Face-to-face encounters with other human beings are easily avoided with all the new technology we have at our fingertips. Given how easy it is these days to keep up with business acquaintances and colleagues by e-mail and social media, the traditional methods of engaging with professionals in your industry have taken a back seat. However, tradeshows, once the most direct way that companies engaged with and targeted new customers, are still an important part of any marketing strategy and should not be overlooked. A new study by Oxford Economics USA shows how a dollar invested in business travel, returned a $12.50 increase in revenue and $3.80 in new profits. With that reinforcement in mind, plan your next industry show with a strategy. Check out these “11 Trade Show Strategies to Boost ROI” to get the most out of your time and investment.
Bloggers and advertisers beware: New FTC rules impact you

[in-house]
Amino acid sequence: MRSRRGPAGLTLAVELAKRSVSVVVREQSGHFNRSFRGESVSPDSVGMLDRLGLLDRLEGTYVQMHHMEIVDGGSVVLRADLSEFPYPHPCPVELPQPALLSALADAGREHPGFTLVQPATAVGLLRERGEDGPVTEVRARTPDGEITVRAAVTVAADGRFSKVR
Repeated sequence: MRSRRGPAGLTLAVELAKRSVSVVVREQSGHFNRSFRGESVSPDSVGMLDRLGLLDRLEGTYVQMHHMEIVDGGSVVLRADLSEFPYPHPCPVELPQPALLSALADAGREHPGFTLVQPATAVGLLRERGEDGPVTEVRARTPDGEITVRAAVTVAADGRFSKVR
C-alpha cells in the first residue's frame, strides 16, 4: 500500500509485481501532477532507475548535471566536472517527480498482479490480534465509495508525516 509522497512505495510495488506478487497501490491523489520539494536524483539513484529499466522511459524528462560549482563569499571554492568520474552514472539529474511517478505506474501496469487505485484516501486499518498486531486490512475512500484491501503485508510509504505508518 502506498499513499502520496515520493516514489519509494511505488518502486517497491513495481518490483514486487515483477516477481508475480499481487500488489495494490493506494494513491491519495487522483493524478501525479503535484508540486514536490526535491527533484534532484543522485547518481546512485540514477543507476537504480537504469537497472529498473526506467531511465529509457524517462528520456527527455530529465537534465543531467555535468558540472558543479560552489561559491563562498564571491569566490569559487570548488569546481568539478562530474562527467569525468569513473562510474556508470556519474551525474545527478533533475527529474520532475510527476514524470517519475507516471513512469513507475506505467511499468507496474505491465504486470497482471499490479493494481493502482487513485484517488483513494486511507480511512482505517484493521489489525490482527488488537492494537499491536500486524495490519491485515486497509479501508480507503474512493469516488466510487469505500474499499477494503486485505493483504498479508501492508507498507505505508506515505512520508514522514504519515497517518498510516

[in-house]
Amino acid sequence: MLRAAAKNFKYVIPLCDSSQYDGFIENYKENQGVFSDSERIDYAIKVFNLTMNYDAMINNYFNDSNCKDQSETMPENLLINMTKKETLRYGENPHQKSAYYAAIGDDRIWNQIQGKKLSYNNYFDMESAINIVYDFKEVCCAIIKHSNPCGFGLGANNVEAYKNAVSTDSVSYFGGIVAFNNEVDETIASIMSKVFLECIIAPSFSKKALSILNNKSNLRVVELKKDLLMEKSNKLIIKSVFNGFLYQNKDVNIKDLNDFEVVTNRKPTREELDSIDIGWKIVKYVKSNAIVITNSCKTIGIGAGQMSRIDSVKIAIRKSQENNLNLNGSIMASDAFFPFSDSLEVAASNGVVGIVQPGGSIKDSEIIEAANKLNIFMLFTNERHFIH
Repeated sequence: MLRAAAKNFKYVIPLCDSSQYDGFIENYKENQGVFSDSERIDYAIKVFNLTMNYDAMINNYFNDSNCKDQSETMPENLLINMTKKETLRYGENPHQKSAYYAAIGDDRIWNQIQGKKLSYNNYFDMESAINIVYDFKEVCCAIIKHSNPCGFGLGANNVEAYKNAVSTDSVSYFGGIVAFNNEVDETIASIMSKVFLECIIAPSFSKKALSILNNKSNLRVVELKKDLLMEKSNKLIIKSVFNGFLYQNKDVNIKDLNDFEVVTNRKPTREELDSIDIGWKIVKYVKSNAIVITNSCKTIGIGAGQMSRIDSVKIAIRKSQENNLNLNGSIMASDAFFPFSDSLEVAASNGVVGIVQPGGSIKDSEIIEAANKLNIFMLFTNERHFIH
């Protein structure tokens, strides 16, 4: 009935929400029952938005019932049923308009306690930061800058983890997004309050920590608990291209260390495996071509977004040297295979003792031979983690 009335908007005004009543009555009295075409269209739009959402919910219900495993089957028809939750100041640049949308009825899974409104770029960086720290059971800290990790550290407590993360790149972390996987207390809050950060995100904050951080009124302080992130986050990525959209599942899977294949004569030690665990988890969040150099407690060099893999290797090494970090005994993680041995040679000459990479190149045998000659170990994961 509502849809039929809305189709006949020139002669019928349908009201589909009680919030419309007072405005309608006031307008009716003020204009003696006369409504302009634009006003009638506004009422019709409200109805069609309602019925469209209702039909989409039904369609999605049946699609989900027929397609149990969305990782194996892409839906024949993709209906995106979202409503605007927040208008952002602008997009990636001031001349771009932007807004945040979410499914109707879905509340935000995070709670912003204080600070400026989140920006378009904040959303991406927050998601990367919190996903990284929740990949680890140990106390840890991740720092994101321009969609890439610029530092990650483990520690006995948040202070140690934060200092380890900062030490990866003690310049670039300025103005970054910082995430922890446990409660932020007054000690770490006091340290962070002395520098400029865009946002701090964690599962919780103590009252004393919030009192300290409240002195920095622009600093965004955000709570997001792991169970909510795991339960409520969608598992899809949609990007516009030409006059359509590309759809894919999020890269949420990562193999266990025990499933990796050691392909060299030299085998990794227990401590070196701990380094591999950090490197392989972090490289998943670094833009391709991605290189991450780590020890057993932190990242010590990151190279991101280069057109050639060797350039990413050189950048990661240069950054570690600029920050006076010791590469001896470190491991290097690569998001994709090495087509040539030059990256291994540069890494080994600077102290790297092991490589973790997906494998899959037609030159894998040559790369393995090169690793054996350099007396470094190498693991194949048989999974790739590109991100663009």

Whoa! Before you ask Janet in Accounting to blog about the firm’s terrific service or you give a sample of your miracle product to cousin Ernie in the hopes that he will post an oh-wow comment on Facebook, pay heed to the new Federal Trade Commission (FTC) guidelines. Don’t let the regulations catch you by surprise or the FTC could slap a $10,000 per day fine if it finds you making and not immediately yanking unlawful claims. What the FTC considers “advertising” may be a surprise.
Cool post at SlipperyBrick.com! According to the blog, Cyclist Lance Armstrong has returned to the 2009 Tour de France to raise awareness of his Livestrong Campaign. And to cheer him on, Livestrong and Nike teamed up with DeepLocal and StandardRobot to create this robot that paints messages on the Tour de France path. The best part? You can send your own message of encouragement!
Searching Social Media for Your Message
As social media continues to dominate marketing, media and PR conversations, I keep getting the same question. It's a fun tool, but what's it really have to do with business? In a nutshell: There are conversations taking place about your company/business. Whether those conversations take place in the men's room, at the watercooler, at the customer service counter or online, shouldn't you know what people are saying about you?